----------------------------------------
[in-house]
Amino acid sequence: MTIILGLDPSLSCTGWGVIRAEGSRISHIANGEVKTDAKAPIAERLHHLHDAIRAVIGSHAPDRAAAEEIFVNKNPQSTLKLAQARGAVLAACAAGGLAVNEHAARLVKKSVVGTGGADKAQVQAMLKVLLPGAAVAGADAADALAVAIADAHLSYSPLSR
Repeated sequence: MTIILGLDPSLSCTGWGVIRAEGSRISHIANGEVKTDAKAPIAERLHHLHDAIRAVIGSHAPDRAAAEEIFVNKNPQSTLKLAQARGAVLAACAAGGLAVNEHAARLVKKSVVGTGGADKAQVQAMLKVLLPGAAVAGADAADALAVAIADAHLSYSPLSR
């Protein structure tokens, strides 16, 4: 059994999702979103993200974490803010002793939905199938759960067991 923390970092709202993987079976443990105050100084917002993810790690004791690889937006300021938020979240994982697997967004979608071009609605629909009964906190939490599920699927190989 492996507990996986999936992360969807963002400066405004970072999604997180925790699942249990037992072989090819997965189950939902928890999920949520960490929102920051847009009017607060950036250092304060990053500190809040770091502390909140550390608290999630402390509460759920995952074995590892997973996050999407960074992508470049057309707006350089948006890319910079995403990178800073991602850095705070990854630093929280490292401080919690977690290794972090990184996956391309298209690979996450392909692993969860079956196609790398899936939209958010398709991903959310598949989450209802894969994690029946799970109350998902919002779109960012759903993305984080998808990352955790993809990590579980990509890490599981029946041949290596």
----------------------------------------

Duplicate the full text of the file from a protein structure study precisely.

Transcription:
[in-house]
Amino acid sequence: MTIILGLDPSLSCTGWGVIRAEGSRISHIANGEVKTDAKAPIAERLHHLHDAIRAVIGSHAPDRAAAEEIFVNKNPQSTLKLAQARGAVLAACAAGGLAVNEHAARLVKKSVVGTGGADKAQVQAMLKVLLPGAAVAGADAADALAVAIADAHLSYSPLSR
Repeated sequence: MTIILGLDPSLSCTGWGVIRAEGSRISHIANGEVKTDAKAPIAERLHHLHDAIRAVIGSHAPDRAAAEEIFVNKNPQSTLKLAQARGAVLAACAAGGLAVNEHAARLVKKSVVGTGGADKAQVQAMLKVLLPGAAVAGADAADALAVAIADAHLSYSPLSR
């Protein structure tokens, strides 16, 4: 059994999702979103993200974490803010002793939905199938759960067991 923390970092709202993987079976443990105050100084917002993810790690004791690889937006300021938020979240994982697997967004979608071009609605629909009964906190939490599920699927190989 492996507990996986999936992360969807963002400066405004970072999604997180925790699942249990037992072989090819997965189950939902928890999920949520960490929102920051847009009017607060950036250092304060990053500190809040770091502390909140550390608290999630402390509460759920995952074995590892997973996050999407960074992508470049057309707006350089948006890319910079995403990178800073991602850095705070990854630093929280490292401080919690977690290794972090990184996956391309298209690979996450392909692993969860079956196609790398899936939209958010398709991903959310598949989450209802894969994690029946799970109350998902919002779109960012759903993305984080998808990352955790993809990590579980990509890490599981029946041949290596």